The dust is settling following a record-breaking holiday season — Cyber Monday alone was the largest online sales day in history with $3.39 billion spent online, according to Adobe.
While the 2016 holiday shopping season has come to a close, ecommerce retailers are still dealing with holiday shipping in the form of holiday returns. This time of year there are plenty of reasons for merchandise returns, whether a shopper wants a refund on item they bought for themselves or a gift recipient is trying to send back something they don’t want or can’t use.
UPS expects holiday shoppers to return more than 5.8 million packages during the first full week of January this year, up from 5 million packages during this peak returns week last year (and that’s just via UPS—the number only climbs when adding in USPS and FedEx returns, too).
Wondering what you can do to make the returns process easier for your customers without hurting your business? It’s all about your policy and your people.
Your returns policy
At minimum, your ecommerce website should have a dedicated returns page explaining what can and can’t be returned, how long customers have to return an item, and the process for returning merchandise, and any associated costs like a restocking fee. Make sure your returns information is easy to find—put a link to your returns policy on your homepage. You could also consider including a link to the returns policy page on product pages or during the checkout process.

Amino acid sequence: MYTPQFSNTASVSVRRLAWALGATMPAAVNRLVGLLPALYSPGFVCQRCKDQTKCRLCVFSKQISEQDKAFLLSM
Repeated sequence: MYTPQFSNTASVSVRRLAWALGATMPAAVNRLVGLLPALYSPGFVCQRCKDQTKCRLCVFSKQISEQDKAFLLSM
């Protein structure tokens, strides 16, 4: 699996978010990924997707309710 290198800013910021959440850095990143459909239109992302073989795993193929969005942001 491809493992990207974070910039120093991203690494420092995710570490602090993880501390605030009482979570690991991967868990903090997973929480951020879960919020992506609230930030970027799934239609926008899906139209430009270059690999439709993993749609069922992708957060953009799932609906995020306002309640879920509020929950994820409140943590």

Some online retailers may choose to adjust their returns policy for the holiday season by:
- extending the returns window—think of the time delay between buying a gift and giving
- putting more emphasis on their exchange policy to make it easier for the recipient of an unwanted gift to trade it in for something else from your store
- clearly stating when a full refund is an option and when only store credit and exchanges are available (i.e. when someone wants to return a gift with or without a gift receipt)
If you do adjust your returns policy for the holidays, just be sure to update your website once you go back to your standard returns policy.
Whether they’re full-time staff or seasonal employees, make sure your team is properly trained to handle holiday returns. Two key sections of your staff roster to focus on are customer service and your warehouse staff. Your customer service team should know your return policy inside and out and know when to flag special cases (like when someone wants to return that sweater Aunt Gladys gave them but they didn’t get a gift receipt). Checking in with customer service can help you ensure that the returns process is flowing smoothly, and may also help determine if there are recurring returns-related issues that you need to address and improve upon.
You’ll also want to train receiving and warehouse staff how to process the returned merchandise. The sooner your team can unpack and review return shipments, the sooner you can issue a refund, and the sooner your customer can check another item off their post-holiday list.
ShipStation can help
Another way to make returns easier on your customers not just during the holidays but all year long is to include a returns shipping label when you’re packaging up their orders. See how to set this up by clicking here.
And stay tuned as the new year rolls on—not only will we have more tips to get your business in ship-shape for 2017, but we’ll be announcing new features that’ll make sure you get more ship done in 2017 than you did in 2016!